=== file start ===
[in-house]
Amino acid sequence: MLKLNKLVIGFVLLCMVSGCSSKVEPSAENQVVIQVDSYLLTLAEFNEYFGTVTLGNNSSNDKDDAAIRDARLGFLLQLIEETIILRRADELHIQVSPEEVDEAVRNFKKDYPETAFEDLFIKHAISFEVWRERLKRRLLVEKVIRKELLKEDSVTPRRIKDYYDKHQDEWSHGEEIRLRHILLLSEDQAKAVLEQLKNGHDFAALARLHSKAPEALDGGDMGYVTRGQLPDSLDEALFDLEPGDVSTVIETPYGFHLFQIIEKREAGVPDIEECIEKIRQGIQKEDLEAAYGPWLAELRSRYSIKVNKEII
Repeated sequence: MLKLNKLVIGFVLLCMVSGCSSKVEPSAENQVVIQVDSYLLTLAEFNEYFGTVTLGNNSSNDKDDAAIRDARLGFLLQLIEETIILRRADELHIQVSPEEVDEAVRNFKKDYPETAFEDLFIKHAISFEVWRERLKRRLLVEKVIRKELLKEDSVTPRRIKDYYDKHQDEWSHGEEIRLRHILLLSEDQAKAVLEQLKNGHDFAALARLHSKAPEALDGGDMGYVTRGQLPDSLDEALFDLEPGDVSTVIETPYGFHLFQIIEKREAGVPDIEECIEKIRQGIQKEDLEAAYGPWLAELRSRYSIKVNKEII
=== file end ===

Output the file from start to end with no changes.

[in-house]
Amino acid sequence: MLKLNKLVIGFVLLCMVSGCSSKVEPSAENQVVIQVDSYLLTLAEFNEYFGTVTLGNNSSNDKDDAAIRDARLGFLLQLIEETIILRRADELHIQVSPEEVDEAVRNFKKDYPETAFEDLFIKHAISFEVWRERLKRRLLVEKVIRKELLKEDSVTPRRIKDYYDKHQDEWSHGEEIRLRHILLLSEDQAKAVLEQLKNGHDFAALARLHSKAPEALDGGDMGYVTRGQLPDSLDEALFDLEPGDVSTVIETPYGFHLFQIIEKREAGVPDIEECIEKIRQGIQKEDLEAAYGPWLAELRSRYSIKVNKEII
Repeated sequence: MLKLNKLVIGFVLLCMVSGCSSKVEPSAENQVVIQVDSYLLTLAEFNEYFGTVTLGNNSSNDKDDAAIRDARLGFLLQLIEETIILRRADELHIQVSPEEVDEAVRNFKKDYPETAFEDLFIKHAISFEVWRERLKRRLLVEKVIRKELLKEDSVTPRRIKDYYDKHQDEWSHGEEIRLRHILLLSEDQAKAVLEQLKNGHDFAALARLHSKAPEALDGGDMGYVTRGQLPDSLDEALFDLEPGDVSTVIETPYGFHLFQIIEKREAGVPDIEECIEKIRQGIQKEDLEAAYGPWLAELRSRYSIKVNKEII